Overall: 43.2 cm (17 in.)
Purchase from the J. H. Wade Fund 1955.50
The sculptor carved Herakles and his rocky seat (covered with his lionskin) from separate marble pieces.
The Roman poets Martial and Statius mention a bronze statuette made by the master Greek sculptor Lysippos (active c. 360s-310s BC). It depicted the Greek hero Herakles seated on a rock with a drinking cup and was created for Alexander the Great, who claimed Herakles as an ancestor and carried the sculpture with him on his military campaigns. Later, the work was said to have been acquired by Hannibal, Sulla, and the famed Roman art collector Novius Vindex. The statuette is called epitrapezios (on the table) either because it was designed to be displayed on a tabletop or because it shows Herakles seated, as at a table. Later sculptors made many more versions, including this one, to meet the demand of Roman collectors enamored with Greek art.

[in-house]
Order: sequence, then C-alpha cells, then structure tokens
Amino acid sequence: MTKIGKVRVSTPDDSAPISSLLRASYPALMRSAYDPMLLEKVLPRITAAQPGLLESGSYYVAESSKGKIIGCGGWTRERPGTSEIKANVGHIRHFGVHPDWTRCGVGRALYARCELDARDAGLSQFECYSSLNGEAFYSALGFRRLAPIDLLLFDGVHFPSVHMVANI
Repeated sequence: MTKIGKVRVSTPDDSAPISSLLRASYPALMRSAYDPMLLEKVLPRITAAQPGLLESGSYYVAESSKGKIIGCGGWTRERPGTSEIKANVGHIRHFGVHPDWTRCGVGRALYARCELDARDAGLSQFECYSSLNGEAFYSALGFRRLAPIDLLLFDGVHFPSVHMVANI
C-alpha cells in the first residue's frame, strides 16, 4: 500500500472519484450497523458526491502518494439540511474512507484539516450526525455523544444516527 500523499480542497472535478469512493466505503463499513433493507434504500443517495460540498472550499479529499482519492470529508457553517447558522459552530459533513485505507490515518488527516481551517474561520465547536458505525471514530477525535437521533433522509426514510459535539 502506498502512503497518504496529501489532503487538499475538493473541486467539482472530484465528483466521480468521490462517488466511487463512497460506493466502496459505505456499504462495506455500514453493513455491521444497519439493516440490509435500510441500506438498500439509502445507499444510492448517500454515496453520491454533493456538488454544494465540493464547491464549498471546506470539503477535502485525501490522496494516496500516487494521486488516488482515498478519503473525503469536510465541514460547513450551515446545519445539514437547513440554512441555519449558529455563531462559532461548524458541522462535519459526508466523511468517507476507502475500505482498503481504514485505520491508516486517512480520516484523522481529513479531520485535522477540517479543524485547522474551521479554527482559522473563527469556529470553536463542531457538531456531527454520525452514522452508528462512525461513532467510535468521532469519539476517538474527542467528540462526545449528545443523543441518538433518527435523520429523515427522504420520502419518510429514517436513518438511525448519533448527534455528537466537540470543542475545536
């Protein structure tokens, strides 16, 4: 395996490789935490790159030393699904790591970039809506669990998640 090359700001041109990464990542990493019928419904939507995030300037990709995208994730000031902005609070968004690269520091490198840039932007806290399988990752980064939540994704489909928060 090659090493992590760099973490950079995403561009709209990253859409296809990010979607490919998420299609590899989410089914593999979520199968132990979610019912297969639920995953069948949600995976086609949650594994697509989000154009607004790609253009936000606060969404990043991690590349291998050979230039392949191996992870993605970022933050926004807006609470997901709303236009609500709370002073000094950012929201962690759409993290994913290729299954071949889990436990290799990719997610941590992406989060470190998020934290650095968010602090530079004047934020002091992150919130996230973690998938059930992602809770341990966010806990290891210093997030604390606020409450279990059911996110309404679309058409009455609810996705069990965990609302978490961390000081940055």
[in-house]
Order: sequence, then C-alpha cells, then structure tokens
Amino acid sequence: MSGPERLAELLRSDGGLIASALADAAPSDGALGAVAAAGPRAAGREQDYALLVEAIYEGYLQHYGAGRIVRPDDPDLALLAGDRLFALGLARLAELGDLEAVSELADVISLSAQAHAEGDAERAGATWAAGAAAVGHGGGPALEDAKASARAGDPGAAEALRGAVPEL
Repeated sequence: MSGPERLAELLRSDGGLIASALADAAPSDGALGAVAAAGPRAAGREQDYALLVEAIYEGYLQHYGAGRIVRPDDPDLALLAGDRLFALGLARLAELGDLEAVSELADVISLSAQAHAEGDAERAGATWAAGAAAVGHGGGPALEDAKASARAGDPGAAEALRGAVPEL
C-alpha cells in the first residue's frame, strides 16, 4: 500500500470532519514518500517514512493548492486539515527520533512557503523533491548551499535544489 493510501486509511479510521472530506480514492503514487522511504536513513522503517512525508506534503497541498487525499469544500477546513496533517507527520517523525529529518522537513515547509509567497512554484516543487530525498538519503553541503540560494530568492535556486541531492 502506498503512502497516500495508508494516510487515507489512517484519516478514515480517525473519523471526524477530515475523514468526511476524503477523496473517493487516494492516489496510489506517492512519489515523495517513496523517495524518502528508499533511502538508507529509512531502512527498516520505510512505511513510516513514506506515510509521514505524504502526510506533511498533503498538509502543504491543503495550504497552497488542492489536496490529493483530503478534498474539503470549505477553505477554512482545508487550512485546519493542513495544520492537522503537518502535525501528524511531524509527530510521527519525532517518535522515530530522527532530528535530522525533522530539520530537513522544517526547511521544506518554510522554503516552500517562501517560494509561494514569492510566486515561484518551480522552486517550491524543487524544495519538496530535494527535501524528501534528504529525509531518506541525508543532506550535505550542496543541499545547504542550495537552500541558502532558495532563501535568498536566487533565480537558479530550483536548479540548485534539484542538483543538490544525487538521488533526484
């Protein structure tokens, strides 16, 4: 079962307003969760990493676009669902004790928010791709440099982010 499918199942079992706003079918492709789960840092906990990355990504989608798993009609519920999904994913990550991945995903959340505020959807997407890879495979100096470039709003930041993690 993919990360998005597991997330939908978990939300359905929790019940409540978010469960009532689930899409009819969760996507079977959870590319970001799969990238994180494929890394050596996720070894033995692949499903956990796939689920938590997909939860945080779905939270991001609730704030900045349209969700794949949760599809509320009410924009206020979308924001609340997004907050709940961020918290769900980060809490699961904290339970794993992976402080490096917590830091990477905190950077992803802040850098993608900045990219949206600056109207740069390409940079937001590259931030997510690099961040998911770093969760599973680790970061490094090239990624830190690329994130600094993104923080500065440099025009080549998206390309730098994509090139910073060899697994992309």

The information about this object, including provenance, may not be currently accurate. If you notice a mistake or have additional information about this object, please email email@example.com.
To request more information about this object, study images, or bibliography, contact the Ingalls Library Reference Desk.
All images and data available through Open Access can be downloaded for free. For images not available through Open Access, a detail image, or any image with a color bar, request a digital file from Image Services.